I do not think Senator Sir John Keane will be made any easier if this Bill is taken to-day rather than on Thursday. If he is to be decapitated to-day rather than on Thursday, I do not think we will be doing any wrong to him.


The point is that Senator Sir John Keane did not know that the Bill would be taken to-day. As I have already pointed out, it is by mistake, for which, as I said earlier, I am mainly responsible, that it is not on the Order Paper to-day. We have minorities in this House, and we have had instances, and very proper instances, in which minorities have persisted in their opposition up to the very last moment, because it was a matter of principle with them. I am anxious to protect these rights of minorities, and if we can come to an arrangement which will produce the minimum of inconvenience to everyone concerned I think we ought to adopt it.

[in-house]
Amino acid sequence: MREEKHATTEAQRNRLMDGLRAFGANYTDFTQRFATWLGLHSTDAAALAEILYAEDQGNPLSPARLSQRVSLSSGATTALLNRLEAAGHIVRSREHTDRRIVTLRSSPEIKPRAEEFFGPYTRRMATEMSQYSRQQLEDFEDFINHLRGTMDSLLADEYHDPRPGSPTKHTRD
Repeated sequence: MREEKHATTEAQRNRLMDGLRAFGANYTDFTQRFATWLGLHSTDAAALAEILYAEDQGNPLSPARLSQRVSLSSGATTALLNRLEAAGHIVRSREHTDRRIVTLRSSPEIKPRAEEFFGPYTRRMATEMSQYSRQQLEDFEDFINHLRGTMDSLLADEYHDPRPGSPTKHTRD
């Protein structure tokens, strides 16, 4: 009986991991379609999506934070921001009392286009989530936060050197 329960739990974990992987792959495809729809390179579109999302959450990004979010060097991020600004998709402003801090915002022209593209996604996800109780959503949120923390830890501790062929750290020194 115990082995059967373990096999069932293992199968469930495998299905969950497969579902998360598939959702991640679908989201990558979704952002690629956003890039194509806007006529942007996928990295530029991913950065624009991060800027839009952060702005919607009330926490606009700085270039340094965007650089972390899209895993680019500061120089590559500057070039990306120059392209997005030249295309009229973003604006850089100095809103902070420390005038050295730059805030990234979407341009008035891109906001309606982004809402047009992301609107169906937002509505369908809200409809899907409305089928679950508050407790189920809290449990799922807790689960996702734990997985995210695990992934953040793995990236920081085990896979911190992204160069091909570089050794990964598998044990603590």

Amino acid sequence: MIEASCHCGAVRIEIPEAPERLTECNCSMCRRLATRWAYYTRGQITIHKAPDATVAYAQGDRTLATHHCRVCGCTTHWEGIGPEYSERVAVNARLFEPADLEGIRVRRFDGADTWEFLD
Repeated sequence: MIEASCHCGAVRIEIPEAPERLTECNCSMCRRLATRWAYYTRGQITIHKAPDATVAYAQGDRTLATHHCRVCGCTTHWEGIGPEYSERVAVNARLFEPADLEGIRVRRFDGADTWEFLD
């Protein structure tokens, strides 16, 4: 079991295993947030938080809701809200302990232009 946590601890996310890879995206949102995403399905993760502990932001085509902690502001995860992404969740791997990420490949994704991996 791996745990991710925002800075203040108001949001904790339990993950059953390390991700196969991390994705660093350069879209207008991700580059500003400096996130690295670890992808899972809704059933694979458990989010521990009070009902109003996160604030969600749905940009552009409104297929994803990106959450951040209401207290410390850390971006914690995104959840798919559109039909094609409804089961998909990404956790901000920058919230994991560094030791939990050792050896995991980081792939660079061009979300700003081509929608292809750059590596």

To me it does not matter in the least whether the Bill is taken to-day or on Thursday, but I am aware that several Senators, at great personal inconvenience to themselves, have cancelled appointments which they had made for to-day in connection with the Local Government elections and have come here instead. Some of them are complaining that, after coming here, they should be told that the Bill is not to be taken to-day. As far as I am concerned, I do not mind in the least.


I have explained how the mistake occurred and have taken the blame for it on myself. It was a matter of absolute indifference to me when it came on, but inasmuch as Senators will be here again on Thursday, I think, in view of what I have said, that it ought to be taken that day. I would like to hear what the Minister has to say on the matter.